Zufall was interested in one building on Harrison Avenue, but Turbiner said that property was taken off the market before a deal could be made. Zufall is not considering any other space in particular at this time, she said, but is open to suggestions.
The Downtown West Orange Alliance is helping Zufall Health in its search. Executive Director Megan Brill told the Chronicle she has talked about a few places with the nonprofit, though she did not wish to comment on exactly where at this point.
Wherever Zufall ends up, Brill believes the organization will have a beneficial impact on the downtown district. She said the services it offers have the potential to drive foot traffic into the area, where patients can visit stores and restaurants. Turbiner mentioned that a large portion of Zufall’s patients walk to its centers.
So before any more false rumors are spread, Brill said she hopes residents will think about what Zufall would mean for downtown.
“It’s a very nice company,” Brill said in a Feb. 16 phone interview. “They want to be a partner with our township and our community. I would hope that West Orange would try to get to know them before they make crazy deductions.”
Brill even invited Zufall Health representatives to make a presentation before a DWOA subcommittee in order to explain exactly what it could offer the downtown area. And many of the alliance members in attendance were indeed impressed. Chairman John McElroy said he believes a Zufall center would be a positive addition to the downtown district, especially considering its willingness to serve the uninsured or underinsured. That is not something many other hospitals would do, McElroy said.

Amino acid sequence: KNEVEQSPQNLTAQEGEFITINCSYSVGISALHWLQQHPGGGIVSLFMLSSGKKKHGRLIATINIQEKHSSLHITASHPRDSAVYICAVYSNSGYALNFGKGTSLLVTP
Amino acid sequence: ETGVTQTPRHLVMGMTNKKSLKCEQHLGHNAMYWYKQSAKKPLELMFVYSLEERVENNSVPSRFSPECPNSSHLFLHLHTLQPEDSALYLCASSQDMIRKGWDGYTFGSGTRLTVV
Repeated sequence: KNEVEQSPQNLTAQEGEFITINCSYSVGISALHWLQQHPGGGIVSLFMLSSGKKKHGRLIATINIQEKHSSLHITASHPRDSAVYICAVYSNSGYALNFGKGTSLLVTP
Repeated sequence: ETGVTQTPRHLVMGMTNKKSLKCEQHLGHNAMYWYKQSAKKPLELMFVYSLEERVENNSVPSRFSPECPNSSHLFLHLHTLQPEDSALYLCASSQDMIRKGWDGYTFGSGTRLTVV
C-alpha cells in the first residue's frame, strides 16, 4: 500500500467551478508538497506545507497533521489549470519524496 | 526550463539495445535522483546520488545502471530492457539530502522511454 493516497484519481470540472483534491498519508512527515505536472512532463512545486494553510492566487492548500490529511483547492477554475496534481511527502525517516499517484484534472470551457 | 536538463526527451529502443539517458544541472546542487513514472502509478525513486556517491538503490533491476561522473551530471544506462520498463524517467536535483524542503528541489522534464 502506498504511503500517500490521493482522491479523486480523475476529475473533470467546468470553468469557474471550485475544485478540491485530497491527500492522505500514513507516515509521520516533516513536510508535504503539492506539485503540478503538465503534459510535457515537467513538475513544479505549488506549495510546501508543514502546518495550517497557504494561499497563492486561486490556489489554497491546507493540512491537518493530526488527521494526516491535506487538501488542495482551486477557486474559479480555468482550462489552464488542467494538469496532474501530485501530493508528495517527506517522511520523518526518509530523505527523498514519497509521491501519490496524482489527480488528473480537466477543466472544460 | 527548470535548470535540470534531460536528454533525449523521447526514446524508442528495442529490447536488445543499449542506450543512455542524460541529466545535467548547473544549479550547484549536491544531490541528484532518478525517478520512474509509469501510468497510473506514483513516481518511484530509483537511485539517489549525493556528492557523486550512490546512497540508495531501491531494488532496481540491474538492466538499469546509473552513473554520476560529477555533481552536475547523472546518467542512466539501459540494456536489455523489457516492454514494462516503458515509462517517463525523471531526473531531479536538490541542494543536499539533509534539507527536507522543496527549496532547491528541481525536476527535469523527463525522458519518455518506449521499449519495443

“They’re providing a decent service to people who can’t afford it,” McElroy told the Chronicle in a Feb. 16 phone interview.
DWOA Trustee Mike Brick agreed that having Zufall in a larger facility downtown would be a real plus to the area after its Northfield center has already done so much good in West Orange. That is why he was disturbed to hear people spreading untrue rumors about the nonprofit’s plans for its pending move. If those people researched what the organization has to offer, Brick said, they would see they were grossly inaccurate.
Brick himself looked into Zufall and was glad to know it had a home in West Orange.
“I was really impressed,” Brick said. “West Orange is lucky to have a company like this in town supplying health services to our citizens.”
And Zufall enjoys being part of the West Orange community, Turbiner said, to the point that it has developed relationships with town agencies. She said the nonprofit, which has locations in six other New Jersey towns, has had an outreach worker help residents sign up for the Affordable Care Act at the West Orange Public Library and recently had its dental director speak to a group of school nurses so they could receive continuing education credits. She said the reception the center has received from patients — roughly 35 percent of whom live in West Orange — has also been wonderful.
That is why Zufall wants to move to a larger center, Turbiner said — to serve more of the West Orange community.